Quan Xie - Scorpion

TCM Materia Medica

Quan Xie TCM Herb Classifications and Usages

The TCM herb "quan xie" which in english is Quan Xie herb"scorpion", is categorized within the "herbs that extinguish wind and stop tremors" functional grouping. It is thought to enter the liver channels and exhibits acrid, neutral (ping) and salty (xian) taste/temperature properties.

Dosages and preparations will vary according to each individual and the overall approach of a formula, but generally this herb has the following dosage and/or preparation guidelines:

  • Dosage: 2.4-4.5g
  • 0.9-1.5g tail

Of many possible clinical applications, it may be considered to influence the following issues/symptoms:

  • Extinguishes liver wind, stops tremors and convulsions - liver wind phlegm patterns with spasms, acute/chronic childhood convulsions, tetanus, seizures, tremors, very effective!.
  • Fire toxic nodules - topically on toxic sores, swellings.
  • Unblocks the collaterals - painful headaches.

Quan Xie has some precautions to be considered (see our precautions list).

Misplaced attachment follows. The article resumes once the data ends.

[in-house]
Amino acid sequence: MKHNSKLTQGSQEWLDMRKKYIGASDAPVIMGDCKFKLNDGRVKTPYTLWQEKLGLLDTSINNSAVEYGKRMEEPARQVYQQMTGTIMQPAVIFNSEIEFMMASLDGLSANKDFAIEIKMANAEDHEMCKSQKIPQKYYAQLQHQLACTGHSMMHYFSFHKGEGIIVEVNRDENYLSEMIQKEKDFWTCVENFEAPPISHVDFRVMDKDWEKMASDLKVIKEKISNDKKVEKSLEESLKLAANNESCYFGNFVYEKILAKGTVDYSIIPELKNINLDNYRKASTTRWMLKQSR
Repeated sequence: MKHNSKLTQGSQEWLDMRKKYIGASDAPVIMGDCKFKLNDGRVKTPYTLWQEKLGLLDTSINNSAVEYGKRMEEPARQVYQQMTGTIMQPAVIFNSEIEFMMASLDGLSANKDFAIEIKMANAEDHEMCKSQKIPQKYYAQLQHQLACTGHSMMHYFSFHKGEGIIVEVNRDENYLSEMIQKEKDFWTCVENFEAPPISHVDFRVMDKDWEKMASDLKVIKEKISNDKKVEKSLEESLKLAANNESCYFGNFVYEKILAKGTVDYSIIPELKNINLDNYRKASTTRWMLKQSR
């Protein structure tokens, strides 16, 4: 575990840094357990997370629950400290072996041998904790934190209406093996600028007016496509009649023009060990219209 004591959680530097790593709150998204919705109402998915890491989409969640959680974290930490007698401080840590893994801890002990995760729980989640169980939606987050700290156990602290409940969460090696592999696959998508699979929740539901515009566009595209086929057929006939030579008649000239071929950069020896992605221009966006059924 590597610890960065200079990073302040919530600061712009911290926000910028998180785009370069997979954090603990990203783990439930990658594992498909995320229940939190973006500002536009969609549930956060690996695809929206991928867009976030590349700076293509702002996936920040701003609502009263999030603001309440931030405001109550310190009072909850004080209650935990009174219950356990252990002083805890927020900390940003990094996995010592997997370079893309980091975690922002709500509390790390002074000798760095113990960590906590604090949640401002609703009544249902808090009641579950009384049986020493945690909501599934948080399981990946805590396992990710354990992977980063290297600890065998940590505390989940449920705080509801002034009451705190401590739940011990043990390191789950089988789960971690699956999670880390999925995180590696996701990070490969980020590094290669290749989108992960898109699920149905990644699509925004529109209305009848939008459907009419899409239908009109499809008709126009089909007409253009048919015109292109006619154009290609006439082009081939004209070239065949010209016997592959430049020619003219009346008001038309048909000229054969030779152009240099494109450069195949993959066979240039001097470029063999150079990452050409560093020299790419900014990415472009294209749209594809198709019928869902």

• Do not use during pregnancy.
  • Avoid in Cases of Internal Wind with Blood Deficiency.

Quan Xie may potentially be used, in coordination with a well tailored formula (in most cases), to influence the following conditions: convulsions, epilepsy (seizure) and/or headache

While it may not always be included depending on the manufacturer or herbalist making the formula, quan xie is generally included in the following 2 formulas:

ViewHui Chun Wan (Recovery Special Pill)

Most often used for childhood convulsions (possibly with wheezing, nausea, nighttime crying, vomiting, diarrhea, excessive mucus/saliva) or other conditions that involve fever, impaired or loss of …

ViewZhong Feng Hui Chun Wan (Stroke Recovery Pills)

Bell's Palsy, facial paralysis, slurry of speech, difficulty swallowing. Stroke, Transient Ischemic Attack.

As noted above, quan xie is within the herbs that extinguish wind and stop tremors functional group. All the herbs in this category are listed below.

(truncated intro "... for internal wind. results from liver and kidney imbalances - yin deficiency, ascendant liver yang, blood deficiency, high fevers. symptoms: headache, dizziness, blurred vision, tinnitus, irritability, vomiting, palpitations with anxiety…)".

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